Numbers released this week put Microsoft’s new era into clearer focus.
The takeaway: The big Microsoft businesses that have shifted most aggressively to the cloud — its Office and Server product lines — are growing increasingly faster than its Windows PC business. The numbers underscore the importance of the cloud to Microsoft’s future, and provide new insights into the performance of its best-known products under CEO Satya Nadella.
The numbers were disclosed this week in a footnote on Page 92 of the company’s annual 10K regulatory filing, described as “revenue from external customers, classified by significant product and service offerings.”
GeekWire first reported on this footnote last year. The annual disclosure provides a glimpse of Microsoft’s products in the terms by which they’re commonly known to the outside world. The company reports its quarterly results through broad divisions — “Productivity and Business Processes,” “Intelligent Cloud” and “More Personal Computing” — that make it tougher to see specific product performance.
Here are some of the highlights from the new set of numbers:
• Microsoft Office system, including the subscription-based Office 365 productivity suite, brought in $25.4 billion in revenue in Microsoft’s 2017 fiscal year, an increase of 7 percent from the previous year.
• Server products and tools, a category that includes the Microsoft Azure cloud platform, brought in $21.8 billion in revenue, up more than 13 percent.
• Windows was responsible for $15.3 billion in revenue, an increase of 4 percent, after adjusting for revenue deferrals related to the Windows 10 rollout.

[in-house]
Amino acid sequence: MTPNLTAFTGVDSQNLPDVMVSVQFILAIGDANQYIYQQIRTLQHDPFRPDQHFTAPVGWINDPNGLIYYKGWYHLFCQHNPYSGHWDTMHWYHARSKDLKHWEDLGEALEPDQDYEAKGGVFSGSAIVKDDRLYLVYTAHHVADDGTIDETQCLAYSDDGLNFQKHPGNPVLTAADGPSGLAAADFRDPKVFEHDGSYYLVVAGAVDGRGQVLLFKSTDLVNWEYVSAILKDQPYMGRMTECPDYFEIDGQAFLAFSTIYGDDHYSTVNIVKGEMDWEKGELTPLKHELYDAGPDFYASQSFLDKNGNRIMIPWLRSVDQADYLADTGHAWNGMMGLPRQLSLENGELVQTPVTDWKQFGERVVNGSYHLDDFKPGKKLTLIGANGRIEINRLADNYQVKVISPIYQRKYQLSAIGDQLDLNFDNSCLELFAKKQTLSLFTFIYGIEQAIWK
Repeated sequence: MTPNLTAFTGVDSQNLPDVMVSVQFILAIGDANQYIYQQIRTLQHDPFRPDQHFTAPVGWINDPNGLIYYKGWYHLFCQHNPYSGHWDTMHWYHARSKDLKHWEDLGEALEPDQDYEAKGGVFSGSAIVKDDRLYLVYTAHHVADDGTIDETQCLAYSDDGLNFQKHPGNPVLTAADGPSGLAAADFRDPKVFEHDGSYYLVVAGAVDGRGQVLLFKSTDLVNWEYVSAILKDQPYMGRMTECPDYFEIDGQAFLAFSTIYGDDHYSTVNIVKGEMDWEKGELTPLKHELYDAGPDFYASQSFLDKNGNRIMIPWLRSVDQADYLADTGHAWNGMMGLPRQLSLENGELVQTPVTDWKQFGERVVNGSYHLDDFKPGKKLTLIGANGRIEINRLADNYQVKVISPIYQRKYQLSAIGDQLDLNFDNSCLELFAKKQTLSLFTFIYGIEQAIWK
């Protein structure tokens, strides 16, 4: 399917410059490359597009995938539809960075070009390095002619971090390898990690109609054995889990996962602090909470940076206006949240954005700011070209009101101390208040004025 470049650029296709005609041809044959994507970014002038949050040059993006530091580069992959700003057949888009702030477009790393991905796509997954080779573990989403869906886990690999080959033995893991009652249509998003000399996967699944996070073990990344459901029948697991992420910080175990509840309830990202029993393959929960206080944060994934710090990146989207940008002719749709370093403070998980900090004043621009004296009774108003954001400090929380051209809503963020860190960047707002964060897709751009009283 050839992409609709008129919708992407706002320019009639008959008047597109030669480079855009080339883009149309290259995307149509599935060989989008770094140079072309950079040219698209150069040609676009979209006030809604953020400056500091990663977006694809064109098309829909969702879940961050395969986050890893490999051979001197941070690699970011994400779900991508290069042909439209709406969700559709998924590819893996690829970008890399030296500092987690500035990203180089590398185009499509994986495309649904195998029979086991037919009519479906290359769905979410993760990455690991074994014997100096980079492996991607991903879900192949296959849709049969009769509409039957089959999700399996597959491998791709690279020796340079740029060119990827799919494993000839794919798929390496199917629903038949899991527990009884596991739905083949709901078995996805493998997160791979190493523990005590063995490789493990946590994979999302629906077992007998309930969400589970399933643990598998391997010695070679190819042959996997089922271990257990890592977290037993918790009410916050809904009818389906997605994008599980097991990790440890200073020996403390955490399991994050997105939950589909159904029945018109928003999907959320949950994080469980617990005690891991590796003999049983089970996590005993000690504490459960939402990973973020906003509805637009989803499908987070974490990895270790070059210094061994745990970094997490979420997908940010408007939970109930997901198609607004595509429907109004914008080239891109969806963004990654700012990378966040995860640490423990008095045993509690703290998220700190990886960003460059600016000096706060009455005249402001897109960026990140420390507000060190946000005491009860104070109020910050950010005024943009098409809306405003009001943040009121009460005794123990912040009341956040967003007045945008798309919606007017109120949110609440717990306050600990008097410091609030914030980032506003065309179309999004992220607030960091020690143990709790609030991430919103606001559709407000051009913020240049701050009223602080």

• Revenue from Devices, including Microsoft Surface hardware and the company’s first-party Windows Phones, fell steeply to $4.5 billion, from nearly $7.5 billion the year before, largely reflecting the company’s pullback from smartphone hardware.
• LinkedIn’s results make their first official appearance in the 10-K this year, following the completion of Microsoft’s $26.2 billion acquisition of the business social network in December. Since the deal closed, LinkedIn has brought in nearly $2.3 billion in revenue for the company.
• Microsoft’s advertising revenue saw the biggest percentage increase among the company’s major business lines, up 14 percent to $6.97 billion, from $6.1 billion the year before.
• Revenue from Xbox fell about 1.5 percent to $9.3 billion, and revenue from consulting and product support fell 1 percent to $5.6 billion.
Also in the filing this week, Microsoft said its total commercial cloud revenue rose to $14.9 billion for the year, up from $9.5 billion the year before.
This category “primarily comprises Office 365 commercial, Azure, Dynamics 365, and other cloud properties,” according to the company. The $14.9 billion for the year was just ahead of the $14.8 billion Microsoft had forecast for commercial cloud revenue a few months ago.
In another section of the 10K filing, Microsoft breaks down its total employment by category, showing the trends among different types of jobs at the company. The numbers this year reveal a big jump in sales and marketing employment, from 29,000 people last year to 34,000 people as of June 30 — which was prior to Microsoft making an undisclosed number of layoffs in July, largely in sales.
Microsoft said it added a total of about 11,000 employees across all categories as a result of the LinkedIn acquisition in fiscal 2017.
The company employed 124,000 people worldwide as of June 30, prior to the layoffs, which was up from 114,000 a year earlier.
As reported earlier this week, Microsoft’s 10K also puts artificial intelligence into its official vision for the first time, and removed references to a “mobile-first” world, fitting with Microsoft’s recent push into AI and retreat from the smartphone market.
The new vision reads, in part. “We believe a new technology paradigm is emerging that manifests itself through an intelligent cloud and an intelligent edge where computing is more distributed, AI drives insights and acts on the user’s behalf, and user experiences span devices with a user’s available data and information.”
Listen to our Week in Geek podcast for more on the changes at Microsoft.